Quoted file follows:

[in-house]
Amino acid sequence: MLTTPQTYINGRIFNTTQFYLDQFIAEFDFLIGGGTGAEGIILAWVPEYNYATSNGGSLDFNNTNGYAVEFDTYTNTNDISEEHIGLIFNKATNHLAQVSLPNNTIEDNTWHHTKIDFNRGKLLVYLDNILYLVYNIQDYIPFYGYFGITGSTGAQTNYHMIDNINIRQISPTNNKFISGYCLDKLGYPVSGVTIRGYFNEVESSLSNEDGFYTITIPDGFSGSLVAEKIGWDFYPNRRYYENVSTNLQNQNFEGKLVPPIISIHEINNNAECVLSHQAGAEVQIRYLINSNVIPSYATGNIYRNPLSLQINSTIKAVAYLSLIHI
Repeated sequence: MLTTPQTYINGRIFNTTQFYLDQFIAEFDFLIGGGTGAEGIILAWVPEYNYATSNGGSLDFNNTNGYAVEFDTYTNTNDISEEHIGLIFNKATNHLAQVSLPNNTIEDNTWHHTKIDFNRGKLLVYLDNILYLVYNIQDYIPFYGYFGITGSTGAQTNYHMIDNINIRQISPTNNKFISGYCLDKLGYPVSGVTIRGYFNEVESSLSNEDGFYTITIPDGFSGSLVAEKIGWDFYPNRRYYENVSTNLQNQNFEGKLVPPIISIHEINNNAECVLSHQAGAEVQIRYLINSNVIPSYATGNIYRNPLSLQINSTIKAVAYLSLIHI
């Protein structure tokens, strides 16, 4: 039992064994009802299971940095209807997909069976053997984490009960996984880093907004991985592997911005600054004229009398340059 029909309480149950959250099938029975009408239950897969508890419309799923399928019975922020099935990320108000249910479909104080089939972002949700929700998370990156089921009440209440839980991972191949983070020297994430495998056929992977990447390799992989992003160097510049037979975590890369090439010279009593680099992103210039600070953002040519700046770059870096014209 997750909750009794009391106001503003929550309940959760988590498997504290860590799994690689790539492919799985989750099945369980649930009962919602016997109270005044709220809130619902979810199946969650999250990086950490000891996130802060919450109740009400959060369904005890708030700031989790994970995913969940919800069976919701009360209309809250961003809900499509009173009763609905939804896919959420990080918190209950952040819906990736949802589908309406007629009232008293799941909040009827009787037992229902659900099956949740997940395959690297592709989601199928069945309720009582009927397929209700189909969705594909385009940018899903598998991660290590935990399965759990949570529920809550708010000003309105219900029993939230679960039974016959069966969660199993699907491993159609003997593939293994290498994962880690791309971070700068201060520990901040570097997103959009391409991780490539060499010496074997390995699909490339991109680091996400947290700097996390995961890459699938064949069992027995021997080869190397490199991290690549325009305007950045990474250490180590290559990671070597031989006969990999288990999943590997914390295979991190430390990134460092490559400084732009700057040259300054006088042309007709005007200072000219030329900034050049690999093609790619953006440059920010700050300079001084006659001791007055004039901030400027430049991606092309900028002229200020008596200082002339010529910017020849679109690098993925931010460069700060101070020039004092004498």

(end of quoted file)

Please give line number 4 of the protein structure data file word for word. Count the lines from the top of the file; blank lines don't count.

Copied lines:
């Protein structure tokens, strides 16, 4: 039992064994009802299971940095209807997909069976053997984490009960996984880093907004991985592997911005600054004229009398340059 029909309480149950959250099938029975009408239950897969508890419309799923399928019975922020099935990320108000249910479909104080089939972002949700929700998370990156089921009440209440839980991972191949983070020297994430495998056929992977990447390799992989992003160097510049037979975590890369090439010279009593680099992103210039600070953002040519700046770059870096014209 997750909750009794009391106001503003929550309940959760988590498997504290860590799994690689790539492919799985989750099945369980649930009962919602016997109270005044709220809130619902979810199946969650999250990086950490000891996130802060919450109740009400959060369904005890708030700031989790994970995913969940919800069976919701009360209309809250961003809900499509009173009763609905939804896919959420990080918190209950952040819906990736949802589908309406007629009232008293799941909040009827009787037992229902659900099956949740997940395959690297592709989601199928069945309720009582009927397929209700189909969705594909385009940018899903598998991660290590935990399965759990949570529920809550708010000003309105219900029993939230679960039974016959069966969660199993699907491993159609003997593939293994290498994962880690791309971070700068201060520990901040570097997103959009391409991780490539060499010496074997390995699909490339991109680091996400947290700097996390995961890459699938064949069992027995021997080869190397490199991290690549325009305007950045990474250490180590290559990671070597031989006969990999288990999943590997914390295979991190430390990134460092490559400084732009700057040259300054006088042309007709005007200072000219030329900034050049690999093609790619953006440059920010700050300079001084006659001791007055004039901030400027430049991606092309900028002229200020008596200082002339010529910017020849679109690098993925931010460069700060101070020039004092004498």